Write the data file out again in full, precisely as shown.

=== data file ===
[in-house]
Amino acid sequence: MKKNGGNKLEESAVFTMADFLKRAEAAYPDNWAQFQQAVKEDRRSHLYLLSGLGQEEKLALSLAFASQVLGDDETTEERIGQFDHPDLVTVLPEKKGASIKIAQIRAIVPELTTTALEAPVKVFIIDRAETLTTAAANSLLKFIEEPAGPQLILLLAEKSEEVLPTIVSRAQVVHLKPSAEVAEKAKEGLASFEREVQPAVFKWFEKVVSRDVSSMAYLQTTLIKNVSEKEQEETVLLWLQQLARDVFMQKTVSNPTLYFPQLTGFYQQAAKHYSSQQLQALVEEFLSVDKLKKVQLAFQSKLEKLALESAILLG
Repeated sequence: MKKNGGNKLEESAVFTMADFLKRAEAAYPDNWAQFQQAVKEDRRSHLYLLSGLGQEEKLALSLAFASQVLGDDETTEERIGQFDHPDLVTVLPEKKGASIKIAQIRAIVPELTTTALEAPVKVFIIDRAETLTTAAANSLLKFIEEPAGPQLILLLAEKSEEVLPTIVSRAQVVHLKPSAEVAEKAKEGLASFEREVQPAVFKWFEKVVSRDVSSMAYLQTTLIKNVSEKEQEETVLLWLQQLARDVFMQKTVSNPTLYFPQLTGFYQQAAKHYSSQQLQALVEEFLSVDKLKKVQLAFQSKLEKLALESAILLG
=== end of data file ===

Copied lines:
[in-house]
Amino acid sequence: MKKNGGNKLEESAVFTMADFLKRAEAAYPDNWAQFQQAVKEDRRSHLYLLSGLGQEEKLALSLAFASQVLGDDETTEERIGQFDHPDLVTVLPEKKGASIKIAQIRAIVPELTTTALEAPVKVFIIDRAETLTTAAANSLLKFIEEPAGPQLILLLAEKSEEVLPTIVSRAQVVHLKPSAEVAEKAKEGLASFEREVQPAVFKWFEKVVSRDVSSMAYLQTTLIKNVSEKEQEETVLLWLQQLARDVFMQKTVSNPTLYFPQLTGFYQQAAKHYSSQQLQALVEEFLSVDKLKKVQLAFQSKLEKLALESAILLG
Repeated sequence: MKKNGGNKLEESAVFTMADFLKRAEAAYPDNWAQFQQAVKEDRRSHLYLLSGLGQEEKLALSLAFASQVLGDDETTEERIGQFDHPDLVTVLPEKKGASIKIAQIRAIVPELTTTALEAPVKVFIIDRAETLTTAAANSLLKFIEEPAGPQLILLLAEKSEEVLPTIVSRAQVVHLKPSAEVAEKAKEGLASFEREVQPAVFKWFEKVVSRDVSSMAYLQTTLIKNVSEKEQEETVLLWLQQLARDVFMQKTVSNPTLYFPQLTGFYQQAAKHYSSQQLQALVEEFLSVDKLKKVQLAFQSKLEKLALESAILLG